> "The road to hell is paved with good intentions".  I thought 
> Bill and Howard had got the discussion onto a sensible 
> footing but a process of feature creep seems to have set in 
> immediately after.
> Let's repeat, for those who have not yet unsubscribed from 
> this reflector: environmental conditions such as temperature, 
> supply voltage and so on are considered out of the scope of 
> the standard.  So are customer-facing requirements (parts of 
> a procurement spec) such as cost, reliability and labelling, 
> and component temperature.  802 concentrates on 
> interoperability requirements: observable behaviour at ports.
> That doesn't mean we should not discuss the other conditions, 
> as far as they relate to technical and economic feasibility 
> or broadness of market.  We can "take on" the temperature 
> issue in that sense, and seek optical parameters which are 
> compatible with the access environments.  But we won't make 
> normative requirements out of them in our standard; we'll 
> leave that to the buyers, who will.
> We have reconciled these two conditions with an overwhelming 
> vote for an informative annex.  Let us all honour that agreement.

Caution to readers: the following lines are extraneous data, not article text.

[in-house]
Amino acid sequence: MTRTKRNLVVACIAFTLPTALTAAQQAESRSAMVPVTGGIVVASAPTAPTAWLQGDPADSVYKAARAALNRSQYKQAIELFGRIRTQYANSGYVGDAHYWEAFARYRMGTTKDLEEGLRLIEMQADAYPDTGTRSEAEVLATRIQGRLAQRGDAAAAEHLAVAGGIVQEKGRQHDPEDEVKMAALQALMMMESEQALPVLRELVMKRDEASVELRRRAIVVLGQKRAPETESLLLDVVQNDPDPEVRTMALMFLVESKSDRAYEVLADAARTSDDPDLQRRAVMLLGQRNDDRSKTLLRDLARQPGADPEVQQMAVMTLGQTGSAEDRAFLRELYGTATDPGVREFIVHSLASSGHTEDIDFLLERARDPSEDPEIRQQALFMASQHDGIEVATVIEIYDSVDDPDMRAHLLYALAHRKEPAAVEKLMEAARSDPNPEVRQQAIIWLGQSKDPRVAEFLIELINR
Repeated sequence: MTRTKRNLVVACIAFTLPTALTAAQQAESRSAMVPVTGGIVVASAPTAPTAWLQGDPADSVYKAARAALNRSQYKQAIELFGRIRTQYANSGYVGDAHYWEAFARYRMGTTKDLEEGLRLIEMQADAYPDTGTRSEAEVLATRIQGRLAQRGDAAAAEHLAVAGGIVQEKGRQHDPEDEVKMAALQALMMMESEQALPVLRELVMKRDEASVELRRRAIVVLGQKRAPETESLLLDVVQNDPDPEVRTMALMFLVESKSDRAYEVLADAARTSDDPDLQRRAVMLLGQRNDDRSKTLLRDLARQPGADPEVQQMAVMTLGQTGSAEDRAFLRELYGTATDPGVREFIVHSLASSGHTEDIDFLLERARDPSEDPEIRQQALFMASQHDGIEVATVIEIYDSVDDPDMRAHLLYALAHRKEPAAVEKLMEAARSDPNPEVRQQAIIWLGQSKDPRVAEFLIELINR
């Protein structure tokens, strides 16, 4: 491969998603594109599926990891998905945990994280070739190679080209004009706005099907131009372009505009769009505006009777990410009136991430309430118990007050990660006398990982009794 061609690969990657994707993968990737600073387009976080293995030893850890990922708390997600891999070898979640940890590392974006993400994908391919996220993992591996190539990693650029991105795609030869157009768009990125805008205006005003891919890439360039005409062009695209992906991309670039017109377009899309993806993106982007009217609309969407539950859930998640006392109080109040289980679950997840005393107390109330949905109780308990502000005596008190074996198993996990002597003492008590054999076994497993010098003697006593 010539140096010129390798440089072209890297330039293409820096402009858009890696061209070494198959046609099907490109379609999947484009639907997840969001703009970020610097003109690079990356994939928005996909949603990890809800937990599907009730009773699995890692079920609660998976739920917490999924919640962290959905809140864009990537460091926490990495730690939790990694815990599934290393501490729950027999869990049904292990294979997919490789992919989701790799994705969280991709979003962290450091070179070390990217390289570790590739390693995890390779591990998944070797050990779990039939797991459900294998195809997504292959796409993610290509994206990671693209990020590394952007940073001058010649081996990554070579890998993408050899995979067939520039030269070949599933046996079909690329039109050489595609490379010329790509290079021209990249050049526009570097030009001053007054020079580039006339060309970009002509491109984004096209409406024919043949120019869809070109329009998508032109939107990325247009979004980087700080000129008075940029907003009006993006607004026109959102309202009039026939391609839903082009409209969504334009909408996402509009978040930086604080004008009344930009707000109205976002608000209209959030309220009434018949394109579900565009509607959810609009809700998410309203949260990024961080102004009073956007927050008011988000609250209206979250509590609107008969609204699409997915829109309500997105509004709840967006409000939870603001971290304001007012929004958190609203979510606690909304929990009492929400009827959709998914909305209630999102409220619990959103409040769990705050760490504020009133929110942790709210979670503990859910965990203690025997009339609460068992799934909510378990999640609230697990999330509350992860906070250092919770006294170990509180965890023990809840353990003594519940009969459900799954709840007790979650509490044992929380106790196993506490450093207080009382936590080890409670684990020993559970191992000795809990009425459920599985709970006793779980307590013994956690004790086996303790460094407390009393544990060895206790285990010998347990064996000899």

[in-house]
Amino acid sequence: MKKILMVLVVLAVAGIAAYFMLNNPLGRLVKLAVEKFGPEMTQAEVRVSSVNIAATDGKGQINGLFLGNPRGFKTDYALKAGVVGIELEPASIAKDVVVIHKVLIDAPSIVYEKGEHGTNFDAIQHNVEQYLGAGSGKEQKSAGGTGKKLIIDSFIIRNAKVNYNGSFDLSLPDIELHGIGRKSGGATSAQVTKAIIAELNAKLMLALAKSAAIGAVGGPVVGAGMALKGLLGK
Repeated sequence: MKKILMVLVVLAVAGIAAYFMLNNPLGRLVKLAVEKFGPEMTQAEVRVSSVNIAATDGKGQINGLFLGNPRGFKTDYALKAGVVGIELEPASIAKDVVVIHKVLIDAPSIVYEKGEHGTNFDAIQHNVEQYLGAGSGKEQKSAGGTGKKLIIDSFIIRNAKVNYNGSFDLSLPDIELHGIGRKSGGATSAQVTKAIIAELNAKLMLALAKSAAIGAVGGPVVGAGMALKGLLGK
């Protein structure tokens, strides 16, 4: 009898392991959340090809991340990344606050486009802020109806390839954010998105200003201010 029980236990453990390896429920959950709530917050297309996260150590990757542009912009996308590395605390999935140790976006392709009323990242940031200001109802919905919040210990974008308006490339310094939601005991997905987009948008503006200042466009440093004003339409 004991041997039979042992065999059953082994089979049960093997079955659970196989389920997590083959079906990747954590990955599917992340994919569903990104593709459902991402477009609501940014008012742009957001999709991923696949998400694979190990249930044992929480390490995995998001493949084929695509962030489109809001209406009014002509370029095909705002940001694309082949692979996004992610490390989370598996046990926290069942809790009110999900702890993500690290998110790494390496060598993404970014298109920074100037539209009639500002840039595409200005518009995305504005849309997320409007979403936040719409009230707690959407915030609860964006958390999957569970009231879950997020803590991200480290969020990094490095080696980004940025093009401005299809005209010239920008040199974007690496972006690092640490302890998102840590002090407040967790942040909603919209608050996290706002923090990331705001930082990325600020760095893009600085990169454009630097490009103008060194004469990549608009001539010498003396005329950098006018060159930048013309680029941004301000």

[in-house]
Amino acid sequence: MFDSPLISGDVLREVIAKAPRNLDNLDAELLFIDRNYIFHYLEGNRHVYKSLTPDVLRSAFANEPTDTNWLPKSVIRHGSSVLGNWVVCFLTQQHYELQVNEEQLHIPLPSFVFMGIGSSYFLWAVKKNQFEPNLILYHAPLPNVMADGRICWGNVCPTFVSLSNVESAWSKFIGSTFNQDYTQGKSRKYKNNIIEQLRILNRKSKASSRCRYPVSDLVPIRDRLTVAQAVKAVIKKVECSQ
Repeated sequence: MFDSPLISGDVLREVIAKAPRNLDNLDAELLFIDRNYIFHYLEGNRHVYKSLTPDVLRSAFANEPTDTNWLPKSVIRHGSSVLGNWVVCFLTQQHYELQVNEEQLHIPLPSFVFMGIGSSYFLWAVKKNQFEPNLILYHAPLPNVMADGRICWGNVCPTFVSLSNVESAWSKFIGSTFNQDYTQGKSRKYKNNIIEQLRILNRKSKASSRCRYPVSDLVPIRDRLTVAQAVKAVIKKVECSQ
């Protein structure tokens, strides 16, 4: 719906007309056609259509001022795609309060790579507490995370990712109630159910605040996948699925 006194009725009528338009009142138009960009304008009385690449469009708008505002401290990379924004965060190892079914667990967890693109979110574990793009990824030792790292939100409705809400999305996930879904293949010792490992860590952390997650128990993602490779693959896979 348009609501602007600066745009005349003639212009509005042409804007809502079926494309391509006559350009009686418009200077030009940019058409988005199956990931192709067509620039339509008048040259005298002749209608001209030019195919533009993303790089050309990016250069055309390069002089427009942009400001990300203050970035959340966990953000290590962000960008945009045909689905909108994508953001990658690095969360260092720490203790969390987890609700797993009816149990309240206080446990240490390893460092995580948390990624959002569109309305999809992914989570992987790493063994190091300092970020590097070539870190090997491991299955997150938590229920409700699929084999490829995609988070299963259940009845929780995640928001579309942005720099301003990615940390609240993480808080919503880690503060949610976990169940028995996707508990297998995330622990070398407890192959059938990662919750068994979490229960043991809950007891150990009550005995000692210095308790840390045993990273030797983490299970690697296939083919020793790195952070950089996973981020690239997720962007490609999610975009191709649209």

> An informative annex wouldn't have a PICS.
> We have better things to do with our time than re-invent 
> wheels.  We don't need to write temperature test procedures!
> As Bill points out, the market will provide the driving force 
> for temperature specs.  Following that thought, I would say 
> that any environmental spec that 802 wrote would be futile - 
> money talks; some operators will install their 
> optoelectronics in sheltered locations and temperate 
> climates, and save capex, whatever the standard says, others 
> wish to install their optoelectronics in non-weatherprotected 
> locations in extreme climates, whatever the standard says, to 
> save opex.  And it is the operator's $ that will encourage 
> "more effort ... at the extended range", not empty words.
> Some have claimed that "access is different" and therefore we 
> need to specify things which have been out of scope for many 
> generations of the Ethernet standard.  We compare with the 
> traditional IT market where the temperature range is much 
> less, so meeting it is not such a problem.  But in that 
> market, there still IS a temperature requirement, set by the 
> market and documented in datasheets and purchase specs.  Now 
> in the access market, the temperature ranges are wider and 
> the market is much less homogeneous.  Does this mean that our 
> methodology must change?  Of course not, only our assumptions 
> and the optical parameters which address them should change.